|This chapter implements STANAG 2934, Chapter 5 and QSTAG 246.|
Because of the helicopter's speed, range, and ability to bypass obstacles, the AFSO can observe for indirect fire out to a greater distance than an observer with a ground unit.
a. If possible, the AFSO and the pilot should be given a detailed preflight briefing by the battalion FSO and the supported unit S3 or S2. The preflight briefing should cover the following:
- The tactical situation to include enemy locations and antiaircraft weapons, friendly locations and capabilities, front lines, zones of action of support troops, and all coordinating measures. (Maps and overlays with this information should be available to the AFSO.)
- The location of all indirect fire units, known points, targets, areas to be searched, and ordnance available.
- Flight instructions, time on and off the mission, obstacles, checkpoints, and equipment needed.
- Communications details such as channels to use, call signs, check-in time(s), and prearranged signals.
- Any unit SOP items regarding calling for and executing registrations, immediate suppressions, special munitions, and suppression of enemy air defenses (SEAD).
b. The spotting line is the line along which the observer is going to adjust. The spotting line and its direction must be known by the FDC personnel. There are several possible spotting lines that the AFSO can use:
- Gun-target line.
- Observer-target line.
- Cardinal direction.
- Readily identifiable terrain feature.
(1) Gun-Target Line. Knowledge of the firing unit
location allows the AFSO to determine the GT line (Figure 7-1)
without requesting ranging rounds. The use of ranging
rounds is undesirable, since they may help the enemy
determine the firing battery position. The FDC assumes that
the GT line is being used unless otherwise specified by the
observer. If the observer does use the GT line, he should
select a terrain feature (for example, a road, stream, or
ridge line) that will help him remember the GT direction.
Because of the low altitudes at which the observer is flying,
using a spotting line other than the GT line often will be
required If the AFSO uses a spotting line other than the
GT line, he must report it to the FDC.
Figure 7-1. REFERENCE LINE AND GT LINE
(2) Observer-Target Line. The aircraft heading
indicator can be used to determine the OT direction. Since
the aircraft is normally in a head-on posture when the
observer is looking at the target, the heading indicator will
provide an accurate direction in most cases. When this
technique is used, direction should be sent to the nearest
10ø (for example, DIRECTION 70 DEGREES MAGNETIC
or GRID). If the OT direction changes more than 10ø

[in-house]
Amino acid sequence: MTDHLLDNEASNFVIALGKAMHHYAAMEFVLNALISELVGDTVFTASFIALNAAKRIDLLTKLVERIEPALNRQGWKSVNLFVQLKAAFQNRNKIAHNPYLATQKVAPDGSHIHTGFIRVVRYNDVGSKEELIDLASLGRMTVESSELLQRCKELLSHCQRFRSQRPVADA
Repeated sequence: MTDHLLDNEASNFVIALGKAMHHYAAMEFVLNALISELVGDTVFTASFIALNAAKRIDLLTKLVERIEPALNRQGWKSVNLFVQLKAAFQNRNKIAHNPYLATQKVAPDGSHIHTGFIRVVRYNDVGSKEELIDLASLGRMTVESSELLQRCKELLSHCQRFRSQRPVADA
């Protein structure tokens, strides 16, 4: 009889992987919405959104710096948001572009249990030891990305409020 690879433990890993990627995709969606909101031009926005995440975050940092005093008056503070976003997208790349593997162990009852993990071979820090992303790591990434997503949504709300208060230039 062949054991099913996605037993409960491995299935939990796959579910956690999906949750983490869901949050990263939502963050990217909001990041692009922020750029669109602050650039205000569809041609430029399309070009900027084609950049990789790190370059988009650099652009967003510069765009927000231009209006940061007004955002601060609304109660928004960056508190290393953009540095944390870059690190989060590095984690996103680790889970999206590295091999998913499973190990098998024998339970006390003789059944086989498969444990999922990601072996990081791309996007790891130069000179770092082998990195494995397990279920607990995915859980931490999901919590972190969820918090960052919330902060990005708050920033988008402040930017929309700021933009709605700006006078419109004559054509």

during a mission, the new direction should be sent to the
FDC (assuming that the next corrections are sent in relation
to the new OT line). This is the preferred method, as it
minimizes observer reorientation and exposure time while
maximizing aircraft maneuverability.
(3) Cardinal Direction. The observer may use cardinal direction (Figure 7-2) for sending his orientation. This is the least accurate method and therefore the least preferred.
(4) Readily Identifiable Terrain Feature. The observer may select a terrain feature which provides a reference line (for example; a railroad, a canal, or any series of objects). Before flight, if possible, the observer selects the line and sends the data to the FDC.
c. Obtaining accurate target location is difficult, since targets are normally acquired with the naked eye. Use of binoculars is limited because of distortion caused by the windscreen and vibration of the aircraft. Hand measurements or estimations should be used to measure angular deviation.
d. Target location is indicated by grid or by shift from a known point. The announced direction of the shift is with respect to the spotting line. If any spotting line other than the GT line is used, it must be identified.
e. When adjusting fire, the AFSO will usually use either the stationary hover or the pop-up technique.
(1) In stationary hover, the pilot positions the aircraft
behind trees or other terrain features that conceal the
aircraft and still permit observation of the target.
(2) In pop-up, the pilot "unmasks" the aircraft 2 to 3 seconds before impact of the round. The AFSO observes the burst, and the pilot then returns the aircraft to the hide position or moves to another hide position. The observer sends his corrections as the pilot is "remasking" the aircraft. Time of flight is automatically sent to the AFSO. This allows the pilot to position the aircraft properly if "splash" time is not sufficient. Set patterns of movement must be avoided to enhance survivability.
f. Sample calls for fire are discussed below.
(1) An example of a call for fire in which the AFSO
uses grid coordinates as the means of locating the target
H18 THIS IS H90, ADJUST FIRE, OVER.
When adjusting rounds on a grid fire mission, the observer
must identify the spotting line before making subsequent
corrections, or the FDC will plot the corrections along the
Figure 7-2. CARDINAL DIRECTIONS
(2) An example of an AFSO's initial call for fire in
which the target location is based on a shift from a
known point and the GT line is used as the spotting
H18 THIS IS H90, ADJUST FIRE, SHIFT KNOWN POINT 1, OVER.
(3) An example of an AFSO's call for fire in which
the target location is based on a shift from a known
point and a line of known direction is used as the
spotting line follows.
H18 THIS IS H90, ADJUST FIRE, SHIFT KNOWN POINT 3, OVER.
a. Fire delivered at quadrant elevations greater than the quadrant elevation for maximum range is called high-angle fire (Figure 7-3). High-angle fire is often required when the weapons fire out of deep defilade, from within built-up areas, or over high terrain features near friendly troops. High-angle fire may also be required when the target is located on a reverse slope, in jungles, or in deep gullies or ravines and cannot be reached by low-angle fire.